Interview: Our approach to investments

Your assets have almost doubled to £11bn in just two years. How are you managing such growth?

We invest in pooled funds. There are 17 of them, which are mostly life company pooled funds managed by State Street.

Essentially, we have a manager of manager-type structure. We use Northern Trust as a custodian to create multi-asset funds out of our portfolios, which is quite a scalable model.

Some of those flows you mentioned are obviously due to market returns with 2018 and 2019 being stellar years, but a lot of that, between £2.5bn and £3bn a year, are contributions.

We invest those contributions making sure that there are asset allocation tools to point those flows in exactly the right place.

The Covid pandemic is having a dramatic effect on the global economy. How is this affecting your scheme?

The biggest impact has been on the operational side. Before the pandemic, the team worked in an office five days a week, with Northern Trust and State Street attending meetings in person. But in March and into April we had to understand how to work in a home environment.

This involved organising things like having Bloomberg terminals in people’s homes, supporting our suppliers and just making sure that the control environment was not weakened.

My role is not just at The People’s Pension but also involves many other responsibilities for its parent company B&CE, some of which required wet ink signatures with managers. Moving a lot of our legacy processes, such as signatures, onto online processes was a big part of the challenge.

Operationally, the move into working from home was a big event and we certainly identified a lot of risks in the world of the unknown. These included the impact on markets. Will our funds still be able to price if markets close? Will central bank close markets for reasons of market panic? There are many other pieces of operational risks that we were tracking.

I know asset prices were not exactly smooth and orderly but there were a few big risks that we were focused on in terms of the markets. Some emerging markets were closed for periods and we were conscious of that.

On the investment side we are most concerned about currency risk. We are a long-term investor and so we understand that equities can be volatile, but they have probably been under-volatile for quite a period. March was probably more than we expected but it is part of a broader return to normality in terms of volatility.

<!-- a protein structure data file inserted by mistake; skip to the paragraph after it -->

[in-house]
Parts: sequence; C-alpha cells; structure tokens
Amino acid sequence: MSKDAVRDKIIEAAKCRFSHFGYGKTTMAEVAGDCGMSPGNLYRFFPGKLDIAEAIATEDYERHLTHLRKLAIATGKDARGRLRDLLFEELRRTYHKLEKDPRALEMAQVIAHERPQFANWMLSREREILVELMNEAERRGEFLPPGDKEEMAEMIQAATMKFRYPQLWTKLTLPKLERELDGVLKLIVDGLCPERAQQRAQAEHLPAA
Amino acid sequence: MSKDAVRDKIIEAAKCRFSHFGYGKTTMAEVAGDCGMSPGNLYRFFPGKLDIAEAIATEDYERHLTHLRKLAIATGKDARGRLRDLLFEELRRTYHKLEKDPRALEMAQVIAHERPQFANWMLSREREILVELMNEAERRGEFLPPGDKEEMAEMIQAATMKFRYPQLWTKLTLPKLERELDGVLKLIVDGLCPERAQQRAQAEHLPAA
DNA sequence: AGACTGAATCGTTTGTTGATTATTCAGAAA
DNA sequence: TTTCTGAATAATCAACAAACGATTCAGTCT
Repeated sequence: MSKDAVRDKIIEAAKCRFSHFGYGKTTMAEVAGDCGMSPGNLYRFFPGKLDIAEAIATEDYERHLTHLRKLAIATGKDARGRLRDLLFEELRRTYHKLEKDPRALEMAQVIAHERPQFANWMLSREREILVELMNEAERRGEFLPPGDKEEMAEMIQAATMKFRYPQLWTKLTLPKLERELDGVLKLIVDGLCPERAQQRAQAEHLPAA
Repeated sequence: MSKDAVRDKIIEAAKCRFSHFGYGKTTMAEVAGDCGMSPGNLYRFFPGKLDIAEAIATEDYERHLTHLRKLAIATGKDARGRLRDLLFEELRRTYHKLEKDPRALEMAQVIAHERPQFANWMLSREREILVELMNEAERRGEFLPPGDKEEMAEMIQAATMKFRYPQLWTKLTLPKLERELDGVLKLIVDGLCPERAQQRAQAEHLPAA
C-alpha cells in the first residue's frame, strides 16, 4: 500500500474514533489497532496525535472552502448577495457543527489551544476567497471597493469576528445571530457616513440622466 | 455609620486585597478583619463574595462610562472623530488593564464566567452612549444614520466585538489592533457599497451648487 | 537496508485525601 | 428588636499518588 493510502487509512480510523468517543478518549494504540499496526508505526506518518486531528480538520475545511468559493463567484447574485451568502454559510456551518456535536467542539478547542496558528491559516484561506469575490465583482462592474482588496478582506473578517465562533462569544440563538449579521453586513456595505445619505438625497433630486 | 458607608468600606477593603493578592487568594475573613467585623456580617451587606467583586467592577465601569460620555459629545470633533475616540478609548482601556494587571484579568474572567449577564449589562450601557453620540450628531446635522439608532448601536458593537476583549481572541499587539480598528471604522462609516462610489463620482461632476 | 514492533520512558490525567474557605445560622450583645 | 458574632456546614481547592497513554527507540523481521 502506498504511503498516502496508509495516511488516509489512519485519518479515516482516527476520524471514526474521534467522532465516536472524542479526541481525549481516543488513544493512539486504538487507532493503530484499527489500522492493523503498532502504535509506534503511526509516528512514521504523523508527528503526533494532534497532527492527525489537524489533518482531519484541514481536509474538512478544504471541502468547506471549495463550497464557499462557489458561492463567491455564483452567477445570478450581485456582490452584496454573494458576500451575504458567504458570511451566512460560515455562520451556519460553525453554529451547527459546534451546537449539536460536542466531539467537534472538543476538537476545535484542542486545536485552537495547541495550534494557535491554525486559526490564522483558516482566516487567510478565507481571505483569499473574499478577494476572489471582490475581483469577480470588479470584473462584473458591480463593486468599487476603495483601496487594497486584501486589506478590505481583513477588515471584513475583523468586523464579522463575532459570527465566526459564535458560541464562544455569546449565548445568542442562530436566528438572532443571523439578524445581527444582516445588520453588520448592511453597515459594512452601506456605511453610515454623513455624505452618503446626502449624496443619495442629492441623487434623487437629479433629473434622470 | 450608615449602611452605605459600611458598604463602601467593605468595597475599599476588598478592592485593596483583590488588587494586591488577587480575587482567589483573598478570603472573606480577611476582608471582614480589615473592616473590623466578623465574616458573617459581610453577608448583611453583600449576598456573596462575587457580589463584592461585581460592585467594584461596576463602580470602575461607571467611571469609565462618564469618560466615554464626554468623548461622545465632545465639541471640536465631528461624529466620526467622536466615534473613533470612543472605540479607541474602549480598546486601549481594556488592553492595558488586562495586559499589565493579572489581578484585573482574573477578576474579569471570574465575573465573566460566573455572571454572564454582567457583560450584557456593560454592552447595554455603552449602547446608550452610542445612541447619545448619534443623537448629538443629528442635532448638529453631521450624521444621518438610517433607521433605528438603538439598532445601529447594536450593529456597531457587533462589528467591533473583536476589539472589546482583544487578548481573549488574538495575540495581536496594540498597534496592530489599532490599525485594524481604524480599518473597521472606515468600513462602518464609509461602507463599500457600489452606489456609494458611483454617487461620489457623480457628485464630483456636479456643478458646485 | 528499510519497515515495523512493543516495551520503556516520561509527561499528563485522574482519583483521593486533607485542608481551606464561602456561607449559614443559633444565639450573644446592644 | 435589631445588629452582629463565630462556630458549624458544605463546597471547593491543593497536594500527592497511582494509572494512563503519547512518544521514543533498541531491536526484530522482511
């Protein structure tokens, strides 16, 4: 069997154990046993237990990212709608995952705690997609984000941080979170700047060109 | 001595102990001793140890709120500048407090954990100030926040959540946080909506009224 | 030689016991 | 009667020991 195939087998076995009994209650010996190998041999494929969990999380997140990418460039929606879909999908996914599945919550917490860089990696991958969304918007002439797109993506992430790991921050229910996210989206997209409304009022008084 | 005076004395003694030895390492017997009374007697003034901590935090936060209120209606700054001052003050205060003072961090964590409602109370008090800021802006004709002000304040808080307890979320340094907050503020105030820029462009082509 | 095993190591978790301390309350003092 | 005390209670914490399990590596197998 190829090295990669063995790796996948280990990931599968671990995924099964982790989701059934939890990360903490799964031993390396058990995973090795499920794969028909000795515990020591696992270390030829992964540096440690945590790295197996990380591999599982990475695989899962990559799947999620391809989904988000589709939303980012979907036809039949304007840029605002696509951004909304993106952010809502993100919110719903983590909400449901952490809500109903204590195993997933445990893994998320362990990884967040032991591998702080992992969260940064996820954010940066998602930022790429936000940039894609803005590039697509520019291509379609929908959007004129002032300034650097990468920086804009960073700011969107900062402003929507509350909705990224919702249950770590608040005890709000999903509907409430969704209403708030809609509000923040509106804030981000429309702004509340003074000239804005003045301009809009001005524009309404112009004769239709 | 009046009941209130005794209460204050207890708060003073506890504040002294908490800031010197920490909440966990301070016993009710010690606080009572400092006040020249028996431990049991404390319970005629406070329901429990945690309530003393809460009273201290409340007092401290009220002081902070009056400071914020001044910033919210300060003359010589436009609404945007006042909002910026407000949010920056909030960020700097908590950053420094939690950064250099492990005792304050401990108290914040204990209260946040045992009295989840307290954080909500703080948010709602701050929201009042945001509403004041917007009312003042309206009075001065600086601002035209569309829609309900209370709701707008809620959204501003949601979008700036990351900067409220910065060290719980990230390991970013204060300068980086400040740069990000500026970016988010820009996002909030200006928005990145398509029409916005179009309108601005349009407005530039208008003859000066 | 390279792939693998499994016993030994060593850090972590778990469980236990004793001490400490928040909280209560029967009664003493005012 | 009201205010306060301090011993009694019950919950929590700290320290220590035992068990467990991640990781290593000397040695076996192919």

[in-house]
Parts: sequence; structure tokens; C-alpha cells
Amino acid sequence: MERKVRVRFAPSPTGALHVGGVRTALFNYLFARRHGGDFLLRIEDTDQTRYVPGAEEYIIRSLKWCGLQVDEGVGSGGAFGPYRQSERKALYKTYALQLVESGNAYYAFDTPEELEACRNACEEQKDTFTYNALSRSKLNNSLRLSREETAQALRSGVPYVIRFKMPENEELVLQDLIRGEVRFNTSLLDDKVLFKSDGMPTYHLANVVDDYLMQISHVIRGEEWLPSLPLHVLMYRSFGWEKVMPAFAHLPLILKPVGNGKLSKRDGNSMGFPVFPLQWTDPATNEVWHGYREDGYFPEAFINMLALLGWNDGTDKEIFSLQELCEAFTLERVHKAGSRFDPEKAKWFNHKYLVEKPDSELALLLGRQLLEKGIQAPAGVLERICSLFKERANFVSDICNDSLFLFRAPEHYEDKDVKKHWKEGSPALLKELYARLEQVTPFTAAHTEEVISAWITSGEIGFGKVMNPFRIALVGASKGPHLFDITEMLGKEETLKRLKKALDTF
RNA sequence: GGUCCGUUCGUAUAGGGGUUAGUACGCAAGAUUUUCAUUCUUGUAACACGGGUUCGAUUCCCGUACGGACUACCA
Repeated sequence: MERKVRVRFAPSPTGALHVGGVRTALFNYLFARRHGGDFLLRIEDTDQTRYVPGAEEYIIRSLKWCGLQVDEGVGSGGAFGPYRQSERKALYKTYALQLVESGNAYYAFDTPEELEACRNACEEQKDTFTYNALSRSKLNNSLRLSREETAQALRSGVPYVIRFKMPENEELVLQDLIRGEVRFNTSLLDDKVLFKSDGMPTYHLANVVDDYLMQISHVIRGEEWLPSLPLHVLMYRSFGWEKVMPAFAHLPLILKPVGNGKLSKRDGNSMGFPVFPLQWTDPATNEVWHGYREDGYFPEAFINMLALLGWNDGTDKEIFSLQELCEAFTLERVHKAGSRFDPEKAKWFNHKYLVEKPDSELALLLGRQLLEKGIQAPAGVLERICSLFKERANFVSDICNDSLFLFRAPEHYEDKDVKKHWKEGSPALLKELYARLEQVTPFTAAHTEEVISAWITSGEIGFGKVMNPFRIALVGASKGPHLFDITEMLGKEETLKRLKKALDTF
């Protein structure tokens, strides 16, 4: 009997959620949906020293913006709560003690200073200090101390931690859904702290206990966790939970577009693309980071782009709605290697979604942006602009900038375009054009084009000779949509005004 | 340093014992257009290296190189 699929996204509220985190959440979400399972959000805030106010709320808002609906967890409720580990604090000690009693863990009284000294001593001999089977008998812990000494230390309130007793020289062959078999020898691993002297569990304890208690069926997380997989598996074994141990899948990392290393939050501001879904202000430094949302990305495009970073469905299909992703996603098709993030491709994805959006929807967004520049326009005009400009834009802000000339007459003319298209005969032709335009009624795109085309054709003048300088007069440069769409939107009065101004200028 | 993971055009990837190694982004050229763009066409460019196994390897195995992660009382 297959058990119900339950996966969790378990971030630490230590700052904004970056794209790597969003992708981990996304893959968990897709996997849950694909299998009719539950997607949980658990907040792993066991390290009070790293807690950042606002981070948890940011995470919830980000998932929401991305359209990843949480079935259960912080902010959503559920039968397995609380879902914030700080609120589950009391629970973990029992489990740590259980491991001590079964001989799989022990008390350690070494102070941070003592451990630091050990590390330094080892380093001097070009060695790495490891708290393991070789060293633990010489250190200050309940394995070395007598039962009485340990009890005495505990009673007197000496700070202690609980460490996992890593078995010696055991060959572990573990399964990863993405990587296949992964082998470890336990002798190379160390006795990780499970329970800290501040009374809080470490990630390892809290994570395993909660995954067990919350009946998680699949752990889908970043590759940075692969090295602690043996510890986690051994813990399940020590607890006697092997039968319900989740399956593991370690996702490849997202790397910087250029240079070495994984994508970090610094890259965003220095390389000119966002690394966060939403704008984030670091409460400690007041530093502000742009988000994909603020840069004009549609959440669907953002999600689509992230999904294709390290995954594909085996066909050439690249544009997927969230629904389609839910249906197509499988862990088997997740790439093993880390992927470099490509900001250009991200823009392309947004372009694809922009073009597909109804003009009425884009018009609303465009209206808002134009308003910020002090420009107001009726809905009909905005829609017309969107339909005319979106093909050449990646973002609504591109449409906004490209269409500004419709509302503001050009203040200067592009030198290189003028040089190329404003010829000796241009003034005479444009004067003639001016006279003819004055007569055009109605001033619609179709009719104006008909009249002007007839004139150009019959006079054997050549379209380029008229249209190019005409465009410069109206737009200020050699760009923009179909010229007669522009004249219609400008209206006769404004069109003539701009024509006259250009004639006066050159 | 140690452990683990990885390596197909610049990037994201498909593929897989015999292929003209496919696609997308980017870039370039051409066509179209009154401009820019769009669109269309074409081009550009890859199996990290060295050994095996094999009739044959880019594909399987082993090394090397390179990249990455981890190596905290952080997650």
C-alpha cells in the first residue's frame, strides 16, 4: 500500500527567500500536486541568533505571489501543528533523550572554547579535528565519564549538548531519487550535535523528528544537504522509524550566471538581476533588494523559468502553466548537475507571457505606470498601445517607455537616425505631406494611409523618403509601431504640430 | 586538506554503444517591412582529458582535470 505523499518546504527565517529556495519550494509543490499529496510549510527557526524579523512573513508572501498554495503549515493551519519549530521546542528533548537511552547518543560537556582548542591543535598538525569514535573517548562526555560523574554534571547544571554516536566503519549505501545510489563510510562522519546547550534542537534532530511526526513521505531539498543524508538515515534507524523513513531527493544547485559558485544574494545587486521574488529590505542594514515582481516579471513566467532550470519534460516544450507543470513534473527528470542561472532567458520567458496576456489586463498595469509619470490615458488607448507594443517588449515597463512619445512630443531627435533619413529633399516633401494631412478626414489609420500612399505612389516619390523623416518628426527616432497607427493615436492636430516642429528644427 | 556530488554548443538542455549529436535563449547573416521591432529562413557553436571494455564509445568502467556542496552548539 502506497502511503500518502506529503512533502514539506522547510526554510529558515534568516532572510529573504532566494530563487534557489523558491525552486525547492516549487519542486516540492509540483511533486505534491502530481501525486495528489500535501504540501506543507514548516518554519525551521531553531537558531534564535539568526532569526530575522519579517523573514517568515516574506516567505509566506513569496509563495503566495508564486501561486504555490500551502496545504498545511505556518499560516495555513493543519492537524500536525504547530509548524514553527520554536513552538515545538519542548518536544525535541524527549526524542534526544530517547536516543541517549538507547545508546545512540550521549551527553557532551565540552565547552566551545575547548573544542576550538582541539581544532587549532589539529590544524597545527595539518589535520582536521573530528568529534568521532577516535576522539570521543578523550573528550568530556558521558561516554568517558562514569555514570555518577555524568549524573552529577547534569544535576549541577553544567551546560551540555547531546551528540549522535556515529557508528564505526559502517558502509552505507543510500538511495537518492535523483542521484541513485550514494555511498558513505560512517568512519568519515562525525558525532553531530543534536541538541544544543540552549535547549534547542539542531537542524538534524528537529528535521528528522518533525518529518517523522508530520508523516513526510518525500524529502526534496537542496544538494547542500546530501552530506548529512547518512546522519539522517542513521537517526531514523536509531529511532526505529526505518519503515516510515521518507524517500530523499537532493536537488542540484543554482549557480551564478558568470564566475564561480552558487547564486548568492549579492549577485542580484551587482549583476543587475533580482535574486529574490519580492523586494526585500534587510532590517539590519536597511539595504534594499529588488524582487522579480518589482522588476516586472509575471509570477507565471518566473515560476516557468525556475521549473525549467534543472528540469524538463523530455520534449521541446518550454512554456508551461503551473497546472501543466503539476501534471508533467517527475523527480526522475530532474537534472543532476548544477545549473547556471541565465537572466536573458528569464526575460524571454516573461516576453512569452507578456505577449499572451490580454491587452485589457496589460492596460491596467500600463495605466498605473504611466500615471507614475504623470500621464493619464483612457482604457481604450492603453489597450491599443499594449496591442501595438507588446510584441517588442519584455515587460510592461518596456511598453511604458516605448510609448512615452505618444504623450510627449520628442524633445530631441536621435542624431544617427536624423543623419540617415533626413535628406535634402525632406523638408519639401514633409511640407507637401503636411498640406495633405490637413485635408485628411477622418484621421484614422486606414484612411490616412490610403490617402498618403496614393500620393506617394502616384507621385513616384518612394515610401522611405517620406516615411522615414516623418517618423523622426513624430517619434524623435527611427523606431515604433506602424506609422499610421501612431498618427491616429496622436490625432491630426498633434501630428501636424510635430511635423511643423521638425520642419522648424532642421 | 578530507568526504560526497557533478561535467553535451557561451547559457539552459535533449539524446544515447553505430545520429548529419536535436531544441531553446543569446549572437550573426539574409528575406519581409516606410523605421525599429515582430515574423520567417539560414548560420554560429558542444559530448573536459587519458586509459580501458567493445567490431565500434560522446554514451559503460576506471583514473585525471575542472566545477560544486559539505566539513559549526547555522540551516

We were focused on sterling’s precipitous decline in March. We have a derivative overlay for our currency hedging. That is how we hedge our US, European and Japanese exposures, so as sterling was falling we were conscious of the big negative cashflows that were coming. We had to do quite a lot of work to make sure those could be covered and that we would not be forced sellers at low points in the cycle.

But to some extent this reflects a welcome return of volatility. If I look at 2019, in September the fixed income fund outperformed a strongly performing equity fund. It is a crazy world. The first quarter was painful, but it was also more of a return to a textbook investing environment than we have seen for a while.

We aged a lot in March and into April, but it reminded us about getting back to the investment thesis.  

Over the past 10 years, passive funds have done well, whereas active funds have struggled to outperform. You predominantly invest in passive equities, so how will you fare in this new, volatile environment?

You have to remember that we are a growing fund. Our average member is far from retirement. Volatility for a 30-year-old means cheap assets in the long-run so the sell-off in equities in the context of their lifetime savings journey is not the worst thing ever. If we were a defined benefit scheme with a de-risking plan in place and saw our liability hedge suddenly rise, that could be dramatically more painful.

For those in the default and other lifestyle strategies, we transition over 15 years to fixed income from equities for members who are close to retirement. That journey worked well. People closer to retirement, certainly those at retirement, didn’t suffer losses during that period. If your retirement is five to 10 years away then there is time to recoup any losses, but these were quite minor.

Volatility in general can mean cheap assets and we have got fantastic pound cost averaging from members frequently contributing to the portfolio over the period.

On the broader question of active versus passive, it is still difficult to be an active manager in this market. I would not frame us as being a passive investor. Market cap is the lowest cost and simplest route to access a market but is not always the best. We have to justify the relatively substantial deviations that we make away from that. We have a multi-factor portfolio for about 20% for the portfolio. That is our most aggressive fund in terms of deviating from the market cap index, the holding is a bit less in the default fund which is around 15% to 16%. Then we have an adaptive cap portfolio where we essentially equal-weight to the mega-cap stocks from a market cap portfolio and invest the proceeds in smaller cap stocks. So, we have some reasonably substantial deviations from market capitalisation and most people wouldn’t see that as pure passive.

We see passive as one tool and do not think that anyone should just dive in there. Markets are clearly not efficient, but that is not to say that we have the secret source or the understanding of how to beat them.